Quick, though rarely timely, reactions to recently read, though probably not recently published, comics. Potential SPOILERS ahead. As the thespian Robert "Vanilla Ice" Van Winkle said in his 1991 opus Cool As Ice, "let's gee oh."
Batman: The Brave and the Bold #15 - The main story, featuring Batman competing with the Wally West version of the Flash to see who can solve a case first, is good fun, but once again, it's the opening segment that sells the book: Batman teams up with Super Hip and Brother Power the Geek to fight the Mad Mod in 60s London. If you need to stop reading this post right now to run out and buy that, I'll understand. Writer Sholly Fisch is doing the Lord's work.
Billy Batson and the Magic of Shazam! #14 - And now Mike Norton's drawing the covers, too, so the whole book looks fantastic start to finish. And Art Balthazar and Franco are doing some very interesting things with the return of Black Adam, bringing at least one other familiar character in a very unexpected way. Seriously, people, if you're ignoring this book because it's a Johnny DC title, or because it's not in regular continuity so it "doesn't count," get your heads out of your bums. It's the best Captain Marvel book in years. Buy it so that I may continue to do so as well.
The Green Hornet #1 (the Kevin Smith one... not to be confused with the 4 or 5 other Green Hornet books that shipped around the same time) - I appreciated the callbacks to the old GH TV show, but the idea of the Green Hornet as a generational legacy, the promise of a female Kato... seems like Kevin Smith read the same Hornet issues Ron Fortier wrote for Now Comics in the 80s and 90s that I did. Add in some very out-of-place dialogue and an awkward end point for the issue, and I'm left thinking I'm better off just re-reading those Now issues if I need a Green Hornet fix. Too bad, since I was looking forward to this. Maybe the Matt Wagner-penned series is better?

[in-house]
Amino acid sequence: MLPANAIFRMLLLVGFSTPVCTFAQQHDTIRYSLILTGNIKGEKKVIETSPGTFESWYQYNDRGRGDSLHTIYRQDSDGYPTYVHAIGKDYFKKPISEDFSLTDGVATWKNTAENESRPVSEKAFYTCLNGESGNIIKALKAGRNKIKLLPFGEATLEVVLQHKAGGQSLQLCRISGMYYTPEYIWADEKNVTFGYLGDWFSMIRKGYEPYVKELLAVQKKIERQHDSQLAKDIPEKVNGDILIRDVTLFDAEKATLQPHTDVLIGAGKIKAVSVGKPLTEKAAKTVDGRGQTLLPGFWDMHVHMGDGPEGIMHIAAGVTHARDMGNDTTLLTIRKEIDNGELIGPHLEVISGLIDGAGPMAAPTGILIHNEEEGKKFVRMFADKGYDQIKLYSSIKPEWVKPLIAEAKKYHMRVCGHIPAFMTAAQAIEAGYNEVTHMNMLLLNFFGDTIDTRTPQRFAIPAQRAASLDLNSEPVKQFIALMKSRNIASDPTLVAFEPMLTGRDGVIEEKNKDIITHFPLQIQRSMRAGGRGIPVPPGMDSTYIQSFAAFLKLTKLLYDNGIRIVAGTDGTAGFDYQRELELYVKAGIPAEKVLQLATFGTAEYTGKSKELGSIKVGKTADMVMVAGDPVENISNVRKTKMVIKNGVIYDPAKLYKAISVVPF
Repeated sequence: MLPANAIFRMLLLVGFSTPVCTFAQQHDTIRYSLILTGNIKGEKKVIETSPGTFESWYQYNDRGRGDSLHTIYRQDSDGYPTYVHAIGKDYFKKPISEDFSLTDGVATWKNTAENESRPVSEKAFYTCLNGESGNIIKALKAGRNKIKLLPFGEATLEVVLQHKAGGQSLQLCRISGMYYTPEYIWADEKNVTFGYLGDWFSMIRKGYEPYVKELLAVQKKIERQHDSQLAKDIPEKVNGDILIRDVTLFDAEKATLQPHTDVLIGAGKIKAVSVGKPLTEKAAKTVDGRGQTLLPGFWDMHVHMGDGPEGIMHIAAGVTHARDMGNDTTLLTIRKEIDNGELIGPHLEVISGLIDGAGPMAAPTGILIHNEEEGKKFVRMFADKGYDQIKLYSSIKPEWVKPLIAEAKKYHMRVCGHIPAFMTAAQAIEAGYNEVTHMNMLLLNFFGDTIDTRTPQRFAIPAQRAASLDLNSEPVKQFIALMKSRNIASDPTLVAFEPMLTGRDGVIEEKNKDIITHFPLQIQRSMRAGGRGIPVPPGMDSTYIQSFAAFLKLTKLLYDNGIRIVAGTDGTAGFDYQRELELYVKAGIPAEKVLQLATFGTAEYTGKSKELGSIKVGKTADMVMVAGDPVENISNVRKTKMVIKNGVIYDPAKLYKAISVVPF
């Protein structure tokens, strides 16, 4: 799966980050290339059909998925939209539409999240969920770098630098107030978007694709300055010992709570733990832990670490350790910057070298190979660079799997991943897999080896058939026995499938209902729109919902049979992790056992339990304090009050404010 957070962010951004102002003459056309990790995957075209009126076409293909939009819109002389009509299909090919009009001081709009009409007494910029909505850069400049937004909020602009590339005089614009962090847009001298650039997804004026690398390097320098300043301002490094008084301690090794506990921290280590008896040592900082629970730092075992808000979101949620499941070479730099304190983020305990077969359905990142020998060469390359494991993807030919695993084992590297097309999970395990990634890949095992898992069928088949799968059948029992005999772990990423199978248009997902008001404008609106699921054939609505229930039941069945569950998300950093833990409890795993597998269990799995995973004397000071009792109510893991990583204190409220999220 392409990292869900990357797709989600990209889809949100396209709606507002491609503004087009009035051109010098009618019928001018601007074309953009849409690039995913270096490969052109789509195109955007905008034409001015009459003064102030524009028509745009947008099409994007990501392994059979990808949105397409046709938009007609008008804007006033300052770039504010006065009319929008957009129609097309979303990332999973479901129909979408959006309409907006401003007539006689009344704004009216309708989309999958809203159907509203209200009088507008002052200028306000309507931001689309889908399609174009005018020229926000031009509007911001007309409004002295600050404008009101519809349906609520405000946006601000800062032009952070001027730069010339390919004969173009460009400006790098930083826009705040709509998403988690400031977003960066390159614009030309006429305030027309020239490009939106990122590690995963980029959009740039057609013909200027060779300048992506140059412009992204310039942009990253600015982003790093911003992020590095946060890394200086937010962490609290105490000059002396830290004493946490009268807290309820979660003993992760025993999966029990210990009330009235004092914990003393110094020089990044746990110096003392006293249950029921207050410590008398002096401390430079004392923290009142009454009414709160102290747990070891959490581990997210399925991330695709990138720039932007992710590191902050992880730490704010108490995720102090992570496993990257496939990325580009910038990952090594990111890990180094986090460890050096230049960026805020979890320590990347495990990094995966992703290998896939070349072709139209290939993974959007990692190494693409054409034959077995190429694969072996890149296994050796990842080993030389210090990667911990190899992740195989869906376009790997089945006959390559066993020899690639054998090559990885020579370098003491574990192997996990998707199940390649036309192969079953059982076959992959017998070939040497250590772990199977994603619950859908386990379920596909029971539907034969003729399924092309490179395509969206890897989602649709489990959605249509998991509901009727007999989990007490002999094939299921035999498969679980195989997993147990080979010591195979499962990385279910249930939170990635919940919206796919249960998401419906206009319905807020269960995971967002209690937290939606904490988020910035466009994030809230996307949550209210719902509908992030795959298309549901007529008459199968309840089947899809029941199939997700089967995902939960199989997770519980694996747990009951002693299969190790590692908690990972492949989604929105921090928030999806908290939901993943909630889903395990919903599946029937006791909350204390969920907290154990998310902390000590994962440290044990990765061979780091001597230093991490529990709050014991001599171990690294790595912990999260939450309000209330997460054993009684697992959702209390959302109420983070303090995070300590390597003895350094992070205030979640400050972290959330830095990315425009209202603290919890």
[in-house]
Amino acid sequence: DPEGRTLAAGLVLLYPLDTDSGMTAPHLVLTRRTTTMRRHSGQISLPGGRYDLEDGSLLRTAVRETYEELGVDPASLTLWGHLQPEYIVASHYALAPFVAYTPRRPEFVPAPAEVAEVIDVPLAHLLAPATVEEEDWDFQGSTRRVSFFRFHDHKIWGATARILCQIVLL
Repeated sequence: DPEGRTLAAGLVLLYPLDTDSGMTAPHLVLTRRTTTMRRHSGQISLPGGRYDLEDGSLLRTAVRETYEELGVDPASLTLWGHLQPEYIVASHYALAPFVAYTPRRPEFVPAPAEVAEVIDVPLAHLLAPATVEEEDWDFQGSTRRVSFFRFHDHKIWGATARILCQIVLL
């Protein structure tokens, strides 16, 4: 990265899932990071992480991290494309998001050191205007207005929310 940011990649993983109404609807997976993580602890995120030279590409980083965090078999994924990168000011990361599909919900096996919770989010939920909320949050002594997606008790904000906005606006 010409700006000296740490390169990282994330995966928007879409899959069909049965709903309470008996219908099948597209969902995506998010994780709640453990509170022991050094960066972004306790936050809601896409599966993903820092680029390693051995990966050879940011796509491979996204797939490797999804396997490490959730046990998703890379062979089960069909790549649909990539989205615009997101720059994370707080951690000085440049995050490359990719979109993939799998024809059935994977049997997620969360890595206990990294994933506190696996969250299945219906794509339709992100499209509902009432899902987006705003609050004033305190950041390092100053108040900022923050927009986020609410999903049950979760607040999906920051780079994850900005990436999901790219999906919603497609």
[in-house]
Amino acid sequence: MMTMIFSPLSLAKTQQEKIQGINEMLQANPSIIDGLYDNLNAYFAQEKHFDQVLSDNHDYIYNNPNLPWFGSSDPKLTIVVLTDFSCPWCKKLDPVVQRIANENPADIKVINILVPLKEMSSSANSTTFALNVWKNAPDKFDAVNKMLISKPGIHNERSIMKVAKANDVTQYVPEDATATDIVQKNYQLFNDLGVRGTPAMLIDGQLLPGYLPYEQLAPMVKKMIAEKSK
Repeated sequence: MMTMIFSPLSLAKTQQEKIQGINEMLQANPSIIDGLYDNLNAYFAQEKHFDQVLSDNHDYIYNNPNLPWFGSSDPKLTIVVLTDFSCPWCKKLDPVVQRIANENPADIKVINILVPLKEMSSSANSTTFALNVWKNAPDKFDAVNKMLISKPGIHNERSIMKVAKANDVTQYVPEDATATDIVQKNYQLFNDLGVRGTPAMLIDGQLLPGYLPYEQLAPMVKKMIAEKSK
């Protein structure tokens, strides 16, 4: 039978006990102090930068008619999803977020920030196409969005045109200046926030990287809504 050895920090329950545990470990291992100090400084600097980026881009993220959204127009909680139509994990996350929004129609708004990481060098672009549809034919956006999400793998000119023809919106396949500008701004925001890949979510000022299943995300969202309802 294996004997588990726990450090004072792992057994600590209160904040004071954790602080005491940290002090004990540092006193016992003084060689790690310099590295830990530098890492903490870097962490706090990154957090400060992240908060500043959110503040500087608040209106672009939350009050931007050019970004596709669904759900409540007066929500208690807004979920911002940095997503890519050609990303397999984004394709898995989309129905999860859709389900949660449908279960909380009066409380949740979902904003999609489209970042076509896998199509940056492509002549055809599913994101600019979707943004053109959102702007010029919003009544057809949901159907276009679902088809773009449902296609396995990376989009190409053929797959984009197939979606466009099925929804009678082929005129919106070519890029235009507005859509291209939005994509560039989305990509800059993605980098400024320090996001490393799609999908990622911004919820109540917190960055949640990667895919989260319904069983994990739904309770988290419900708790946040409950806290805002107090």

First Wave #1 - A bit early to see where this is headed, but Brian Azzarello is putting enough of his seemingly disparate cast(s) of characters on the board early enough that it already feels like it's going somewhere. And if you know something about the characters' earlier publishing histories, some interesting questions are posed. Since when is the Spirit's friend Chief Dolan a dirty cop? Why isn't Johnny with the rest of Doc Savage's crew? Since when did Doc start his adventuring career before his father's death? I had my doubts, but my curiosity is officially piqued.
Agents of C.O.L.T. Vol. 1 - This book from indie publisher PKD Media features the adventures of a S.H.I.E.L.D. / G.I. Joe type of special missions force that deals with all manner of alien and/or supernatural incursion, and it's basically a weekday afternoon cartoon put to paper (or monitor, should you decide to read it online). You'll know whether or not it's for you based on that last sentence, but I will say that I think Andrew Charipar's artwork is well suited for this sort of thing (admittedly, I'm a bit of a fan of his stuff, anyway), and writer/publisher Shawn Pryor is definitely writing this out of love and it shows, so if you like things that are fun, it's worth checking out.